Mac who was an In-Pensioner at the Royal Hospital Chelsea, had a natural Irish charm, a good sense of humour and a ready wit. These attributes made him an ideal candidate for a tour guide at the Hospital, a position he held for a number of years.
Mac was born in Dublin on the 31st December 1926 but apparently grew up in the London area and worked as a carpenter until he enlisted in April 1945 aged nineteen. On enlistment into the General Service Corps, he did his basic training at Maryhill Barracks in Glasgow.
Allotted to the RAC and trained as a Gnr/Sig at Catterick he then joined the 2nd Royal Tank Regiment at Palmanova, Italy, where the Regiment was carrying out border patrols on the Italian/Yugoslavia border.
In Autumn 1946 2nd RTR moved to Luneberg, BAOR, and Mac was promoted to Corporal in June 1947 and to Sergeant in August the same year. In early August 1948, he was posted in the rank of Sergeant to The 4th Queen’s Own Hussars who were stationed in the UK at Colchester.
The 4th Hussars were on standby to serve a three-year tour in Malaya in the Far East and to bring the Regiment up to strength for the tour of some four hundred regular Regiment. They sailed for Malaya on the 19th of August 1948. Mac served at various locations in Malaya, Singapore and Hong Kong as a Troop Sergeant.
Mac was hospitalised in Singapore in December 1951 with a duodenal ulcer and as a result, was returned to the UK and eventually discharged with a medical disability pension in April 1952 having served almost seven years.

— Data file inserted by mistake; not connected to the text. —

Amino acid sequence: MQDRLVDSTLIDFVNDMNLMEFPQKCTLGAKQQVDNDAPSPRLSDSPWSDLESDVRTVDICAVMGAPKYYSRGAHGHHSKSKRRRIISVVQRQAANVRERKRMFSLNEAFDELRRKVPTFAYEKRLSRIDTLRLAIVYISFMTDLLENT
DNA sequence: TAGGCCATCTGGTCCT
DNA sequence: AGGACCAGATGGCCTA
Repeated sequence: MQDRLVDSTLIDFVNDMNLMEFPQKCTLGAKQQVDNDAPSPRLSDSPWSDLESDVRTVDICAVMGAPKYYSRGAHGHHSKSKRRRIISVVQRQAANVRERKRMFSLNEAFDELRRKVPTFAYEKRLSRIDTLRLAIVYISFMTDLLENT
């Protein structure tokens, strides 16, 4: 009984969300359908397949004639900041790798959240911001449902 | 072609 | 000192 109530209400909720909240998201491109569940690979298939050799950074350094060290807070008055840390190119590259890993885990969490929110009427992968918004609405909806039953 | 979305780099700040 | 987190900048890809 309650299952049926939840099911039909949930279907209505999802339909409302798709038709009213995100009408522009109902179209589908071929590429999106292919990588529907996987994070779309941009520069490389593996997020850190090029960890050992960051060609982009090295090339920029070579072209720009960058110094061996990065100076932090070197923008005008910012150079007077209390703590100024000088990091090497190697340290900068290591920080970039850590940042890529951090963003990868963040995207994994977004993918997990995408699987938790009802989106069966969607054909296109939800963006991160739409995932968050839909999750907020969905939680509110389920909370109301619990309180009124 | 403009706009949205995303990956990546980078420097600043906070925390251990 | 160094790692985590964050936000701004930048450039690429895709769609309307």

He was awarded the Defence Medal, 1939/45 War Medal, GSM Malaya.
In civilian life, Mac appears to have had a very varied assortment of employment. He initially worked for a Stationery Company in East Cheap London followed by a printing company in Margate Kent.
In 1966 the family emigrated to South Africa and then in 1976 to Rhodesia where he joined the Rhodesian Police Force and served with them until 1979 when he returned to the UK.
He was awarded the Rhodesian Police Medal.
In 1980 Mac became a Civil Servant with the Central Office of Information, followed by three years with the Metropolitan Police at Scotland Yard until he retired in 1993.
He joined the Royal Hospital Chelsea as an in-pensioner in September 2002.
In his younger days, Mac was an all-around sportsman. He swam, and played hockey, tennis and football (up to regimental and army standard) in the Far East along with his old friend Harry (Ginger) Bowden.
During his time at the Hospital his interests were quite varied, they included, football, travel, Italian and his position as a Tour Guide within the hospital and golf, which I understand was much better than his golf buggy driving skills which left something to be desired.
He was a staunch Roman Catholic and very involved with the Catholic Community at the St Michaels Roman Catholic Chapel where he was employed as an Orderly for a period of time. All in all he appeared to have had a very interesting life.
Mac died in the infirmary at the royal hospital as a result of cancer on the 4th March 2011 aged 84 years.